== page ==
Spring is sure to appear this time of year, inducing fecund hopes and optimism. Its grey light enters our dark and sleepy bedrooms like silver satin sheets determined to nudge us out of bed. Chirping birds sound like a symphony heralding the new season. We remember their sweet melody and shed memories of cold and snow, as if they were old skins. Even occasional, pollen-laden high winds cannot stop it.
Outside the cottonwood branches are still naked, their grey skin dormant. But their pregnant tips are starting to give birth to delicate green baby leaves. Pay attention and you’d hear the new-born talking to each other nonstop like long-lost pals. Their speech sounds like rustling leaves, sometimes loud when the wind blows, sometimes an intimate whisper, a gentle kiss when the wind stills.
We feel fresh and itch to garden, yearning for growth and rejuvenation. Seed catalogs transport us to places of abundant possibilities of color and pleasing fragrances. They lure us to work the soil and see our gardens with new potentials of magical dreams, or take us to the hiking paths that mark the foothills and bosque like veins in the human body. It is a unique sensation of warmth and joy, like reconnecting with old friends.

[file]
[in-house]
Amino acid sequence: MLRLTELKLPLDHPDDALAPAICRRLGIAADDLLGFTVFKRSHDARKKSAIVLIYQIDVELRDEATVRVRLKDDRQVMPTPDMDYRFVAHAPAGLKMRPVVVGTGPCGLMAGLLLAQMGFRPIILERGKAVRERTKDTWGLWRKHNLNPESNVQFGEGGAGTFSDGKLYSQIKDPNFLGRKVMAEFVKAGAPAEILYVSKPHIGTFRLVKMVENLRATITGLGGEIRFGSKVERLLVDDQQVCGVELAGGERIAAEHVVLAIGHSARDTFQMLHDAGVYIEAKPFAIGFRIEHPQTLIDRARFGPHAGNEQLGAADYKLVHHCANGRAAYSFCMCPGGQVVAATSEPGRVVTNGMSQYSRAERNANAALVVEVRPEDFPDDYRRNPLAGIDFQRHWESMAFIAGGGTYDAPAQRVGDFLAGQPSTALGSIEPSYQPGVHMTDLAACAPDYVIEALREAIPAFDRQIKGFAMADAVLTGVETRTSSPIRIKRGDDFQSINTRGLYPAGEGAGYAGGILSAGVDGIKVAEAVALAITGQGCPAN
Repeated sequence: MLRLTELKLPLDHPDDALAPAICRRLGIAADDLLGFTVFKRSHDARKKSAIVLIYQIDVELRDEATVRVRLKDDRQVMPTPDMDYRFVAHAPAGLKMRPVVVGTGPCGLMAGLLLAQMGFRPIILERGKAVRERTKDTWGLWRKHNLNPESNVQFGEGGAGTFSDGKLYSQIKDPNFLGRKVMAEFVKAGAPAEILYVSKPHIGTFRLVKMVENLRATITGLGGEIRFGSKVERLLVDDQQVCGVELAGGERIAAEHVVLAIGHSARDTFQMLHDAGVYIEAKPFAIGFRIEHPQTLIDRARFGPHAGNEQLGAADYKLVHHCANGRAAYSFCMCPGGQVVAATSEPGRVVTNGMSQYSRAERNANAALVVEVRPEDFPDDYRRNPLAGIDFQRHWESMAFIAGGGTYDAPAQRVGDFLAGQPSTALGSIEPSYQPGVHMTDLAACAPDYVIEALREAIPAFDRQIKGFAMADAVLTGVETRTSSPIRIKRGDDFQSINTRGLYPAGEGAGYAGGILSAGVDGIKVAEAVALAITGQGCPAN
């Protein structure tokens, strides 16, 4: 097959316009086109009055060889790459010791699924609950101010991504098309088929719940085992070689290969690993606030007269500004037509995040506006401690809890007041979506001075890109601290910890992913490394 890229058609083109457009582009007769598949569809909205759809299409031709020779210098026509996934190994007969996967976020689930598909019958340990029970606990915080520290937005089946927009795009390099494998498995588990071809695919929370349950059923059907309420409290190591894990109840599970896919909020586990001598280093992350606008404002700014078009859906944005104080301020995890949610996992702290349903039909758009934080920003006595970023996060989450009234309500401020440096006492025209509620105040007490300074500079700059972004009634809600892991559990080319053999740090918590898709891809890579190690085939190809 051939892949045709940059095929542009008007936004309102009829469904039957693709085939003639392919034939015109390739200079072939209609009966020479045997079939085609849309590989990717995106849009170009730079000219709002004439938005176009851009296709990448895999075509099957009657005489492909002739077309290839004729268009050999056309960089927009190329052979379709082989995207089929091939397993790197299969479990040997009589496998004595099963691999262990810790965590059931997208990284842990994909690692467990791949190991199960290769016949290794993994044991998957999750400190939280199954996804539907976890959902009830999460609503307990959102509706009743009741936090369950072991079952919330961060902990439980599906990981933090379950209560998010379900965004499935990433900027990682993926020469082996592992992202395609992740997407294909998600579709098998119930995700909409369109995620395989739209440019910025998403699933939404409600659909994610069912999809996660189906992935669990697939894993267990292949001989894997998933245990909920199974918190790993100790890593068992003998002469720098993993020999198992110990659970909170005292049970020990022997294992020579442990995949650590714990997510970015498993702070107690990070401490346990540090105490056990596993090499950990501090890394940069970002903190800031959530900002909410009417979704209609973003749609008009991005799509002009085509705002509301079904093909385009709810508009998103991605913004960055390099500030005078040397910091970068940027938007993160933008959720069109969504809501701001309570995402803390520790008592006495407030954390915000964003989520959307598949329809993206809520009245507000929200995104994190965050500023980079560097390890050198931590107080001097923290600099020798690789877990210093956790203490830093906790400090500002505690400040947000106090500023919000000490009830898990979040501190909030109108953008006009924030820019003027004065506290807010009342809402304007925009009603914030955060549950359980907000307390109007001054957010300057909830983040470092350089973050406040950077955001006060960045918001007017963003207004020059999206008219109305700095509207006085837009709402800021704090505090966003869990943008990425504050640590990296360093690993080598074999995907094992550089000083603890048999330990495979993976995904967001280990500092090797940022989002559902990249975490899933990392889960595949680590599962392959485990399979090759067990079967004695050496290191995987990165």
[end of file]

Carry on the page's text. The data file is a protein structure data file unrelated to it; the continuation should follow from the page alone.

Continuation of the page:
As days become warmer, many of us start cleaning our yards, preparing them for planting. Daffodils pop up for their short annual visits, dressed in cheerful yellow outfits, regal orange crowns on their heads. Soon they would leave to make room for later bright spring color of snapdragons, petunias and calendulas. Before long, spring promises turn into splendid colors and scents to please our eyes and souls. Fragrant lavenders of blue hues sooth our senses into calming submission, pink and red roses shower us with their intoxicating scents like a date invitation, deep penstemon sends us ablaze, and violet salvias and pansies of all colors explode in front of us vying for attention.
Then the long summer days would descend. The sky would turn an inviting deep blue ocean, contained by the majestic Sandia mountain range, and the garden would fill with hummingbirds and butterflies, dotting the still air like figures on a canvass. Sitting protected from the scorching heat and jarring light, I would marvel at the vibrant summer beauties as the aromatic agastache, coney coneflowers, delightful dahlias, marvelous marigolds, pretty petunias, zesty zinnias. It is almost too much to take in one glance, to smell in one inhalation, to appreciate in one stroll.
And for a split second in the mid-summer day, feeling the pain of a year evaporated like a late New Mexico snow, I catch a glimpse of friends covided.
But I shake off these feelings and focus my senses on the splendor of the season.
Come. Let’s spring.